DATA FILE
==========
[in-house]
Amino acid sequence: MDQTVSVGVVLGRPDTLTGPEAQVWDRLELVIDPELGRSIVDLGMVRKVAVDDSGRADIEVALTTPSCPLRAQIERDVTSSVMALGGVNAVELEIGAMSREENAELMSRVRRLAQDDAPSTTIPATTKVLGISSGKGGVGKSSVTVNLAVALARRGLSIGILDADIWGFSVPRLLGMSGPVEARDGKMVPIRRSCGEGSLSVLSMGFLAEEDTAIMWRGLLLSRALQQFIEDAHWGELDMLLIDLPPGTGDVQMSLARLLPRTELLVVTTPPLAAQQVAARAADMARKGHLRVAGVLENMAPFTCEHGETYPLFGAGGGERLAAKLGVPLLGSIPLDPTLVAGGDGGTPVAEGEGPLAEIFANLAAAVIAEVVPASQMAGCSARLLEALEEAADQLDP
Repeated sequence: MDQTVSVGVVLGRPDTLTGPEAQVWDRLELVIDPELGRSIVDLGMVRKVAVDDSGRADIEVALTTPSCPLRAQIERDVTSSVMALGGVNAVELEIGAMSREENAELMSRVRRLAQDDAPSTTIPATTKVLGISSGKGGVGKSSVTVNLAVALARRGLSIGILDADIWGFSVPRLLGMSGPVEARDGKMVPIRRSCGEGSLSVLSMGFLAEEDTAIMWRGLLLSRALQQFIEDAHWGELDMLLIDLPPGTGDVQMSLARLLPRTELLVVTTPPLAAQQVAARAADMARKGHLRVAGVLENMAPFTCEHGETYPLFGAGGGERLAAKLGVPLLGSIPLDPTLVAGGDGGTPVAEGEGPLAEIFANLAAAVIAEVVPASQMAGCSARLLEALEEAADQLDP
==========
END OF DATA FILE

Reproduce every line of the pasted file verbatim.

[in-house]
Amino acid sequence: MDQTVSVGVVLGRPDTLTGPEAQVWDRLELVIDPELGRSIVDLGMVRKVAVDDSGRADIEVALTTPSCPLRAQIERDVTSSVMALGGVNAVELEIGAMSREENAELMSRVRRLAQDDAPSTTIPATTKVLGISSGKGGVGKSSVTVNLAVALARRGLSIGILDADIWGFSVPRLLGMSGPVEARDGKMVPIRRSCGEGSLSVLSMGFLAEEDTAIMWRGLLLSRALQQFIEDAHWGELDMLLIDLPPGTGDVQMSLARLLPRTELLVVTTPPLAAQQVAARAADMARKGHLRVAGVLENMAPFTCEHGETYPLFGAGGGERLAAKLGVPLLGSIPLDPTLVAGGDGGTPVAEGEGPLAEIFANLAAAVIAEVVPASQMAGCSARLLEALEEAADQLDP
Repeated sequence: MDQTVSVGVVLGRPDTLTGPEAQVWDRLELVIDPELGRSIVDLGMVRKVAVDDSGRADIEVALTTPSCPLRAQIERDVTSSVMALGGVNAVELEIGAMSREENAELMSRVRRLAQDDAPSTTIPATTKVLGISSGKGGVGKSSVTVNLAVALARRGLSIGILDADIWGFSVPRLLGMSGPVEARDGKMVPIRRSCGEGSLSVLSMGFLAEEDTAIMWRGLLLSRALQQFIEDAHWGELDMLLIDLPPGTGDVQMSLARLLPRTELLVVTTPPLAAQQVAARAADMARKGHLRVAGVLENMAPFTCEHGETYPLFGAGGGERLAAKLGVPLLGSIPLDPTLVAGGDGGTPVAEGEGPLAEIFANLAAAVIAEVVPASQMAGCSARLLEALEEAADQLDP